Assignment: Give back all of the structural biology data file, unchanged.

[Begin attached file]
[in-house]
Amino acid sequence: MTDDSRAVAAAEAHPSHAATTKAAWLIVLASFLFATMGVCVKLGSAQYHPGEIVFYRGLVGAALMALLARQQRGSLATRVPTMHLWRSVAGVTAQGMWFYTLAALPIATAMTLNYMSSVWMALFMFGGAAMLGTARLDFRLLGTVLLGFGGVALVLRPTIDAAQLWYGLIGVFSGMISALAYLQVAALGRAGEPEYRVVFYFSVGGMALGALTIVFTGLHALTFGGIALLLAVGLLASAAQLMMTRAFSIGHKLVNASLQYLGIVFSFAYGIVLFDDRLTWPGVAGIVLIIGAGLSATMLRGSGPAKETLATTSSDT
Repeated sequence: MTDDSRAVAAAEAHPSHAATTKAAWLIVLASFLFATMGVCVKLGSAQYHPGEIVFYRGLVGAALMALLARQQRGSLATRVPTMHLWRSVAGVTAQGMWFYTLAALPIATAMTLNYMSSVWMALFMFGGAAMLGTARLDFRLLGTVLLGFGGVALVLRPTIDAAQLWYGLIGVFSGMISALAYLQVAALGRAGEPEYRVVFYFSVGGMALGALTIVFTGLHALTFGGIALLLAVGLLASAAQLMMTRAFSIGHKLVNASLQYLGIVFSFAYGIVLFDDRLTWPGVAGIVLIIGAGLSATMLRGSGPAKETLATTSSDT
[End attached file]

[in-house]
Amino acid sequence: MTDDSRAVAAAEAHPSHAATTKAAWLIVLASFLFATMGVCVKLGSAQYHPGEIVFYRGLVGAALMALLARQQRGSLATRVPTMHLWRSVAGVTAQGMWFYTLAALPIATAMTLNYMSSVWMALFMFGGAAMLGTARLDFRLLGTVLLGFGGVALVLRPTIDAAQLWYGLIGVFSGMISALAYLQVAALGRAGEPEYRVVFYFSVGGMALGALTIVFTGLHALTFGGIALLLAVGLLASAAQLMMTRAFSIGHKLVNASLQYLGIVFSFAYGIVLFDDRLTWPGVAGIVLIIGAGLSATMLRGSGPAKETLATTSSDT
Repeated sequence: MTDDSRAVAAAEAHPSHAATTKAAWLIVLASFLFATMGVCVKLGSAQYHPGEIVFYRGLVGAALMALLARQQRGSLATRVPTMHLWRSVAGVTAQGMWFYTLAALPIATAMTLNYMSSVWMALFMFGGAAMLGTARLDFRLLGTVLLGFGGVALVLRPTIDAAQLWYGLIGVFSGMISALAYLQVAALGRAGEPEYRVVFYFSVGGMALGALTIVFTGLHALTFGGIALLLAVGLLASAAQLMMTRAFSIGHKLVNASLQYLGIVFSFAYGIVLFDDRLTWPGVAGIVLIIGAGLSATMLRGSGPAKETLATTSSDT